• Fri
  • Dec 26, 2014
  • Updated: 1:46am
NewsHong Kong
POLITICS

'No urgency' for unified reform plan: pan-dems

PUBLISHED : Saturday, 03 May, 2014, 4:14am
UPDATED : Saturday, 03 May, 2014, 4:14am

Former chief secretary Anson Chan Fang On-sang's bid to unite moderate pan-democrats and scholars with a single reform proposal has received a lukewarm response.

Moderate lawmaker Ronny Tong Ka-wah, who met Chan yesterday, said there was "no urgency" to consolidate proposals. And a group of 18 scholars said they would not merge proposals, but would issue a joint statement on "key democratic principles".

Chan, who chairs the discussion group Hong Kong 2020, has proposed creating a 1,400-member nominating committee, which would include 317 directly elected representatives. Under her proposal, any candidate who won the endorsement of one-tenth of the committee would then stand for a public vote.

Tong favours a 1,500-member nominating committee, which would include 400 district councillors, though he also wants candidates to be endorsed by one-tenth of the committee. "I think there's no urgency to consolidate our proposals, but I agree that we can join forces in calling for discussions on the formation and operation of a democratic nominating committee," Tong said.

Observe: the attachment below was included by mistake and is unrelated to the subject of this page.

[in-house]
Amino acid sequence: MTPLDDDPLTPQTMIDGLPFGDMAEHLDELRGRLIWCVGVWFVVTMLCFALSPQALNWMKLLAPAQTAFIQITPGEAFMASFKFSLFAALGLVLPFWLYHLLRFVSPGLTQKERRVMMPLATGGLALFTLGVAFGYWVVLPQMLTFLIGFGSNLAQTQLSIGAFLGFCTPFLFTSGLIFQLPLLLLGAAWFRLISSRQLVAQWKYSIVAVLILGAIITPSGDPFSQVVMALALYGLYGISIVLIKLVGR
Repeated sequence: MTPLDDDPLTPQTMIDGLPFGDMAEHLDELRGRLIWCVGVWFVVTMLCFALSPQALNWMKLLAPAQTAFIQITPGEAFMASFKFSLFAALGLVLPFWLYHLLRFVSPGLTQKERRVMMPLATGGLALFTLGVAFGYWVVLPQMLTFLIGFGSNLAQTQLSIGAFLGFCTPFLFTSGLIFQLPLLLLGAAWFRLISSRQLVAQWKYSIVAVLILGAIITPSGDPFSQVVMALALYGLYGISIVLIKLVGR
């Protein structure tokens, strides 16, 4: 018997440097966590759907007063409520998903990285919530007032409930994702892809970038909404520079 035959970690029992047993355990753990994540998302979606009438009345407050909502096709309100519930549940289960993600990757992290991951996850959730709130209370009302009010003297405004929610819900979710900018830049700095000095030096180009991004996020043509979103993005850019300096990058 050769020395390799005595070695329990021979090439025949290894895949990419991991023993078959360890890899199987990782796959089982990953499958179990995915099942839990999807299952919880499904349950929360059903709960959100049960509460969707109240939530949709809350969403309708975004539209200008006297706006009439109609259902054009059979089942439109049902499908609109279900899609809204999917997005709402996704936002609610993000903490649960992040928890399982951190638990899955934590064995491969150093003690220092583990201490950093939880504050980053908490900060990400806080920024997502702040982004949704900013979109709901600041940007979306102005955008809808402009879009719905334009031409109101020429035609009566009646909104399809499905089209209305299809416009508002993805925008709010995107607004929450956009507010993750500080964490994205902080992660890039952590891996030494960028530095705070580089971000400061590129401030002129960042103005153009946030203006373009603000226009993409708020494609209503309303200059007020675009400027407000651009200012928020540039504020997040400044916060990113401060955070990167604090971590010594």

Chan also met four academics, including Dr Brian Fong Chi-hang, vice-chairman of SynergyNet, and Community Care Fund head Dr Law Chi-kwong.

The four represented a group of 18 scholars who propose a 1,200-member nominating committee. They want candidates endorsed by 70,000 to 80,000 voters to stand in an internal ballot by the nominating committee, and for those who gain one-eighth of the votes to go to a public ballot.

Chan said: "Our joint view is that at the moment, our priority should not be on amalgamating the different proposals that are already out there in the public, rather, we should be looking into some important principles … for example [our proposals] all comply with the Basic Law and with international standards on universal suffrage, [and] we have a low threshold for entry."

The three proposals are among 15 that will be discussed at Occupy Central's "deliberation day" on Tuesday, when the movement will decide which three proposals should go forward to a city-wide referendum on June 20 to 22.

The Business and Professionals Alliance met Chief Secretary Carrie Lam Cheng Yuet-ngor to propose a nominating committee of 1,200 to 1,600 members. Candidates endorsed by at least 100 members would stand in an internal ballot. The top two to four would go to a public vote.

The government's five-month public consultation on political reform ends today.

 

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